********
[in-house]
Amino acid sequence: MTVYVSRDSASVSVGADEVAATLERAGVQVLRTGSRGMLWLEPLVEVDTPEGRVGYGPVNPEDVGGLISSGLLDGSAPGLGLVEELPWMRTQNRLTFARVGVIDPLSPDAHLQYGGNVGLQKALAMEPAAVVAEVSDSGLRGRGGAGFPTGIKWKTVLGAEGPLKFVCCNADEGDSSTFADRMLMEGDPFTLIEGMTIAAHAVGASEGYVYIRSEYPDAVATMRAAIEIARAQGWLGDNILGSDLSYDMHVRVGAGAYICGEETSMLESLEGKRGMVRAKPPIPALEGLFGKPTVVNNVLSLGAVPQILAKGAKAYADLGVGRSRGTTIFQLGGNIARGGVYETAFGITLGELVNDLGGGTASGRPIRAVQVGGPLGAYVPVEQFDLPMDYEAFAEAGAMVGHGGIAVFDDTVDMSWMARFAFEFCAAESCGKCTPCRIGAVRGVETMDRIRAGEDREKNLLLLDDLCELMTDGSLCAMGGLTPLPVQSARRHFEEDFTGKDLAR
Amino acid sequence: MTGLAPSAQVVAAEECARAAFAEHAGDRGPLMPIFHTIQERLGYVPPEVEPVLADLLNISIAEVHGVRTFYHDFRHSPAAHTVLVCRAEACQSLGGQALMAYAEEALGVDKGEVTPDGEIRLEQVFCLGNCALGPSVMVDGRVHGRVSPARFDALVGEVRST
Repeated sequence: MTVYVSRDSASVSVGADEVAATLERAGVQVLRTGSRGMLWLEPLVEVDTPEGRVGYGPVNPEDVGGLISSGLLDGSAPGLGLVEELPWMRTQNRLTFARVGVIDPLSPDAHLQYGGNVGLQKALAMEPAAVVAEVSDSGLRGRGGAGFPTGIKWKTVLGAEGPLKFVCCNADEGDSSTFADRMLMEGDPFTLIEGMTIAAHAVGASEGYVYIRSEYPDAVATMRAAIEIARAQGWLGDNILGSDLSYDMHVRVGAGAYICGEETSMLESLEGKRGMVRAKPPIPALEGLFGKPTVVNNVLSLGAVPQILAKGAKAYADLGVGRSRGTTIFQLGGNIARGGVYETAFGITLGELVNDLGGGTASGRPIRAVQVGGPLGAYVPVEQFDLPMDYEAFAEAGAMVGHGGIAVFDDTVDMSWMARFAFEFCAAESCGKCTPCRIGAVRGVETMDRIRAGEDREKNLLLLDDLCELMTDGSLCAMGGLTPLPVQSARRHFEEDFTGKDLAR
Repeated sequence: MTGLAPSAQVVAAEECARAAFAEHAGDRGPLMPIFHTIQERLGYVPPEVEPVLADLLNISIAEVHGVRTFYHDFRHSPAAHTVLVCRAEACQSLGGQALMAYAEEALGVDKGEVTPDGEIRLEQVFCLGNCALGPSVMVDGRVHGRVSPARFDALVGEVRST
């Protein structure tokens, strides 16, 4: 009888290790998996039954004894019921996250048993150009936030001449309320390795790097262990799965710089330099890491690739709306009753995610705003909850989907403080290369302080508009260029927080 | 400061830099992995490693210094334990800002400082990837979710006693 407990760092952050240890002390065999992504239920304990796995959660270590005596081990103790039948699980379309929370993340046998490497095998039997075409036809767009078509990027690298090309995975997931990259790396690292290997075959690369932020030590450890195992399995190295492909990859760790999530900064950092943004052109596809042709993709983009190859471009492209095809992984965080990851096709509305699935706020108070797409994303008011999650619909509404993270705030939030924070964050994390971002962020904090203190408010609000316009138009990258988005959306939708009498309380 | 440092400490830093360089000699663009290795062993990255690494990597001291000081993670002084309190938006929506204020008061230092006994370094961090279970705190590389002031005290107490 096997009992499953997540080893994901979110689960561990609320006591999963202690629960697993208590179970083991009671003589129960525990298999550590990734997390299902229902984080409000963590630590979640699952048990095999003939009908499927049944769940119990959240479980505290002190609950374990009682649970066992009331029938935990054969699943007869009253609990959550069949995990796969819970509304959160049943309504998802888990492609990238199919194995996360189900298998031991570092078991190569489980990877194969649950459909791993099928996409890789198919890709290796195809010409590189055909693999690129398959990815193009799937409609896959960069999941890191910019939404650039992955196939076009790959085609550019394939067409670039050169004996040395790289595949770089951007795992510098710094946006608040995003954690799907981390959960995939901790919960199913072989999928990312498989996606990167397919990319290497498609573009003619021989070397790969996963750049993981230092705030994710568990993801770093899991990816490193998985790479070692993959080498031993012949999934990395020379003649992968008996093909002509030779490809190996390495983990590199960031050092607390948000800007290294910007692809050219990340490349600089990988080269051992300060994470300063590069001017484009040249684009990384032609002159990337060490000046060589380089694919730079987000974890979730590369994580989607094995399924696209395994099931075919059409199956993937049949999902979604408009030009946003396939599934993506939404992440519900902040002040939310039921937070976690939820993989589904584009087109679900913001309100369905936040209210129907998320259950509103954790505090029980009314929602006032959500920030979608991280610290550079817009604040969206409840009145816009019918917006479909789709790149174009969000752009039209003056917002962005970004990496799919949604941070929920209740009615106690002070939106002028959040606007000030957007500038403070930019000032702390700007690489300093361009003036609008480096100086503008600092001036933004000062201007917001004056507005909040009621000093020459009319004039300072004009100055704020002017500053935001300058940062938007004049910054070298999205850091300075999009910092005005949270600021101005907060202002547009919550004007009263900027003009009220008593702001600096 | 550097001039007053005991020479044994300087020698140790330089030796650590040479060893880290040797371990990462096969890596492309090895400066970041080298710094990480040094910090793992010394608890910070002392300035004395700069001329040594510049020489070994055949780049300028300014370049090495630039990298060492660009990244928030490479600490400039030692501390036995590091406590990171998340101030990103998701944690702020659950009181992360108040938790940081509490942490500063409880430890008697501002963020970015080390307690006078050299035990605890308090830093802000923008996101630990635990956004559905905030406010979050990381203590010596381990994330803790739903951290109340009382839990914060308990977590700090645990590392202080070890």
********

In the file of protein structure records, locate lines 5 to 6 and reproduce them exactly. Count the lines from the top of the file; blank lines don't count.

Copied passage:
Repeated sequence: MTGLAPSAQVVAAEECARAAFAEHAGDRGPLMPIFHTIQERLGYVPPEVEPVLADLLNISIAEVHGVRTFYHDFRHSPAAHTVLVCRAEACQSLGGQALMAYAEEALGVDKGEVTPDGEIRLEQVFCLGNCALGPSVMVDGRVHGRVSPARFDALVGEVRST
């Protein structure tokens, strides 16, 4: 009888290790998996039954004894019921996250048993150009936030001449309320390795790097262990799965710089330099890491690739709306009753995610705003909850989907403080290369302080508009260029927080 | 400061830099992995490693210094334990800002400082990837979710006693 407990760092952050240890002390065999992504239920304990796995959660270590005596081990103790039948699980379309929370993340046998490497095998039997075409036809767009078509990027690298090309995975997931990259790396690292290997075959690369932020030590450890195992399995190295492909990859760790999530900064950092943004052109596809042709993709983009190859471009492209095809992984965080990851096709509305699935706020108070797409994303008011999650619909509404993270705030939030924070964050994390971002962020904090203190408010609000316009138009990258988005959306939708009498309380 | 440092400490830093360089000699663009290795062993990255690494990597001291000081993670002084309190938006929506204020008061230092006994370094961090279970705190590389002031005290107490 096997009992499953997540080893994901979110689960561990609320006591999963202690629960697993208590179970083991009671003589129960525990298999550590990734997390299902229902984080409000963590630590979640699952048990095999003939009908499927049944769940119990959240479980505290002190609950374990009682649970066992009331029938935990054969699943007869009253609990959550069949995990796969819970509304959160049943309504998802888990492609990238199919194995996360189900298998031991570092078991190569489980990877194969649950459909791993099928996409890789198919890709290796195809010409590189055909693999690129398959990815193009799937409609896959960069999941890191910019939404650039992955196939076009790959085609550019394939067409670039050169004996040395790289595949770089951007795992510098710094946006608040995003954690799907981390959960995939901790919960199913072989999928990312498989996606990167397919990319290497498609573009003619021989070397790969996963750049993981230092705030994710568990993801770093899991990816490193998985790479070692993959080498031993012949999934990395020379003649992968008996093909002509030779490809190996390495983990590199960031050092607390948000800007290294910007692809050219990340490349600089990988080269051992300060994470300063590069001017484009040249684009990384032609002159990337060490000046060589380089694919730079987000974890979730590369994580989607094995399924696209395994099931075919059409199956993937049949999902979604408009030009946003396939599934993506939404992440519900902040002040939310039921937070976690939820993989589904584009087109679900913001309100369905936040209210129907998320259950509103954790505090029980009314929602006032959500920030979608991280610290550079817009604040969206409840009145816009019918917006479909789709790149174009969000752009039209003056917002962005970004990496799919949604941070929920209740009615106690002070939106002028959040606007000030957007500038403070930019000032702390700007690489300093361009003036609008480096100086503008600092001036933004000062201007917001004056507005909040009621000093020459009319004039300072004009100055704020002017500053935001300058940062938007004049910054070298999205850091300075999009910092005005949270600021101005907060202002547009919550004007009263900027003009009220008593702001600096 | 550097001039007053005991020479044994300087020698140790330089030796650590040479060893880290040797371990990462096969890596492309090895400066970041080298710094990480040094910090793992010394608890910070002392300035004395700069001329040594510049020489070994055949780049300028300014370049090495630039990298060492660009990244928030490479600490400039030692501390036995590091406590990171998340101030990103998701944690702020659950009181992360108040938790940081509490942490500063409880430890008697501002963020970015080390307690006078050299035990605890308090830093802000923008996101630990635990956004559905905030406010979050990381203590010596381990994330803790739903951290109340009382839990914060308990977590700090645990590392202080070890």